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In the Marketplace: Never Be the Cheapest

Don't Be The Cheapest

In the marketplace, there are three price spaces you can occupy—the cheapest, the middle ground, and the most expensive. Take it from me, never be the cheapest vendor in your marketplace.

Price is a dynamic factor in small business success. As I discussed in a recent blog, charging more—not less—is essential for business stability. Along with that is taking control of your position in the marketplace.

No formula for success: cheap, cheaper, or cheapest

Entrepreneurs who reactively position their business in the marketplace lose control of their message, their product, and their profit. Why? I’ll tell you.

It is not just new entrepreneurs looking to break into the market who price their products and services too low. Small business owners hang on to inappropriate pricing structures for years. When fear drives your pricing behavior, the outcome looks like this:

  • Deep discounts
  • Price haggling or lowball bids
  • Unrealistic cost and expense accounting
  • Pricing that responds to external factors instead of internal decision points
  • Low wage and almost no profit
  • Inability to grow business or add value

For almost all small business owners, occupying the cheapest niche in the marketplace is a bad place to be. The only time this strategy works is when you can realistically obtain good profit by undercutting the competition. Typically, the success of this tactic is of short duration and not for owners interested in building out their business.

The view from the middle: no end of competition

Some small business owners seek the middle ground. When the bids come in, or a customer browses your product, your prices are not the cheapest—nor are they the highest. This is a sweet spot for many clients and consumers if the buzz about your products and services is good.

But is this where you really want to be? Consider the view from the middle:

  • Your pricing formula must remain fluid, depending on the season, the client, and the project.
  • Sales personnel must be ready to lower prices, or cut a deal, when a potentially valuable customer threatens to walk. Keep in mind—they may walk, anyway.
  • Frustration is the condition of the middle. You are constantly competing with everyone in that space—and most businesses are in that space.
  • Profit margins are thin because everyone is price cutting to get the business.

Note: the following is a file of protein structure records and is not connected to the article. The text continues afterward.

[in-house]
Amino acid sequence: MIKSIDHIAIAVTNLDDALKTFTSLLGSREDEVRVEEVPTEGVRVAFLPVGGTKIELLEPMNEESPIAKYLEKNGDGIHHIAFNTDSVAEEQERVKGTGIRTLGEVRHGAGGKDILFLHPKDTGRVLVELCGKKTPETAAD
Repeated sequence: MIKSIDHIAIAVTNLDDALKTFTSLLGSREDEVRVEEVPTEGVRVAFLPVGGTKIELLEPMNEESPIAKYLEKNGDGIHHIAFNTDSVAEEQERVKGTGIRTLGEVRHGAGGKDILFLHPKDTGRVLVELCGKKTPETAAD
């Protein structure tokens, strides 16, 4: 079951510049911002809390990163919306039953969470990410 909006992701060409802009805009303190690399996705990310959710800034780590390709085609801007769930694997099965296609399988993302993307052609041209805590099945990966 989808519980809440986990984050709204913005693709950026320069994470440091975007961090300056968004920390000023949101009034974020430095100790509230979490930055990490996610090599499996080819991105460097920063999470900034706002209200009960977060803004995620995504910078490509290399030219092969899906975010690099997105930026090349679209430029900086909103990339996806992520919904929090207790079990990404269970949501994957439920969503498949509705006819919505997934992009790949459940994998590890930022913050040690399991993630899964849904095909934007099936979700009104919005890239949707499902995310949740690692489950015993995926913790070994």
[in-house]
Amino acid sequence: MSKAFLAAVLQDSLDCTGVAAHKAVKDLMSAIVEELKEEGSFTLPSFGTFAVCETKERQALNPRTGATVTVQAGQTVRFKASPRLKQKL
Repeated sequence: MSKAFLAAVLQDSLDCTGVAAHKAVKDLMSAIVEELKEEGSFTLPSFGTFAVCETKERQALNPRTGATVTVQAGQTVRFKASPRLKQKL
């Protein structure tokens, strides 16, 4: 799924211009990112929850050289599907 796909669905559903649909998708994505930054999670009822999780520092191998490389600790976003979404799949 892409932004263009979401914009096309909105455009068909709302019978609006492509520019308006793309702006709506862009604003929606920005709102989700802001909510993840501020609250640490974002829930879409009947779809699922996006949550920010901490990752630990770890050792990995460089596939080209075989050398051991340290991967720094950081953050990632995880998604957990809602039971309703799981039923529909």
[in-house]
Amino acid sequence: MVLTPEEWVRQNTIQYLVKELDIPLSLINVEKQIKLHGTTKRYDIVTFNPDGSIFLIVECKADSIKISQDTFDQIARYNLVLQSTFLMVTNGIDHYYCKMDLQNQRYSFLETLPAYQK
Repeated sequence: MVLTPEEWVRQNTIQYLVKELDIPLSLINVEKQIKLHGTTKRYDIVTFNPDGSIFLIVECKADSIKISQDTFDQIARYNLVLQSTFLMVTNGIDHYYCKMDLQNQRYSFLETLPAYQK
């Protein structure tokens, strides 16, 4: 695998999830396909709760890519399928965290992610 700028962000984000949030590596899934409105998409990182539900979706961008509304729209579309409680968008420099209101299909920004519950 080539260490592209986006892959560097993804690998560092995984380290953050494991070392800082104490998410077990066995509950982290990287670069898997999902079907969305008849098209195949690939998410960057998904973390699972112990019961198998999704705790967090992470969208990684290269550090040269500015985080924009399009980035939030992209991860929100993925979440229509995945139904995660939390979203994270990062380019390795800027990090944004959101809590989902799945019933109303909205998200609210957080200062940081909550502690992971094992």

• Like the cheapest vendor on the market, your prices must stay reactive, you do not see much profit, and you work very hard for whatever you get. It is not easy or guaranteed that you can grow your business from this position.

If you choose to be either the cheapest on the market, or the average business, there will always be someone willing to provide the service, or the product, for less—even if it eventually drives them out of business.

Middle ground entrepreneurs satisfy themselves thinking slow and steady wins the race. It doesn’t. Slow and steady too often means undercapitalized, which is a prominent reason for small business failure.

My clients are small business owners interested in making more money. It is my job to evaluate what they are doing, and how they are doing it. My ambition is to make my clients millionaires. They do not do this by working harder—they do this by working smarter.

Top tier: how do you get there?

Small business owners who work in the trenches of cheap and cheapest do not have control of their businesses—or their future. Overwhelmed, undervalued, and underpaid, you may sign the checks, but your blood pressure and debt load is giving you a different message.

I am here to tell you that you are not alone and you can succeed. But you cannot have the business—and the life you want—without change. And that starts with realistically resetting your price points by defining your own value.

Let me tell you a story. When I was running my car repair business many years ago, we were charging 20 percent more than even the local car dealerships. That 20 percent let me do more for my customer than other repair shops. The result? I could offer advantages, like free loaner vehicles—a perk that worked—and increased my business and client loyalty.

The take-home point is that meaningful value sells. It is not just a mind game of charging more, of mark-up as make-up. It is offering real, calculable value where your customer needs it most. Trust me—charging more lets you offer more value.

Charging higher prices for valuable services results in business conditions that look something like this:

  • Growth and pricing goals are set and met
  • Sales and service personnel take on more responsibility
  • You get to focus on what you do best—and living the life you want

Sound good? That’s because it is good—and there are small business owners just like you redefining their prices, their value—and their lives—every day.

When you are ready to take control of your business, bump your sales, and take a long lunch without guilt—call me at 585-633-7563. I will help you get there.

To your success,

Bob Britton

About the Author Bob Britton

Bob Britton is an accomplished entrepreneur with ​25 year’s experience ​starting, building and growing both brick-and-mortar companies as well as online businesses. ​He's personally built 3 companies from one man shows to the million dollar mark. Marketing Automation Group and the Automated Entrepreneur Method​® are his latest brainchild. After working with hundreds of business owners in every walk of business, he realized there was a HUGE gap in the support and training that was available, and set out to fill that void with his no-nonsense, hype free approach to business growth.

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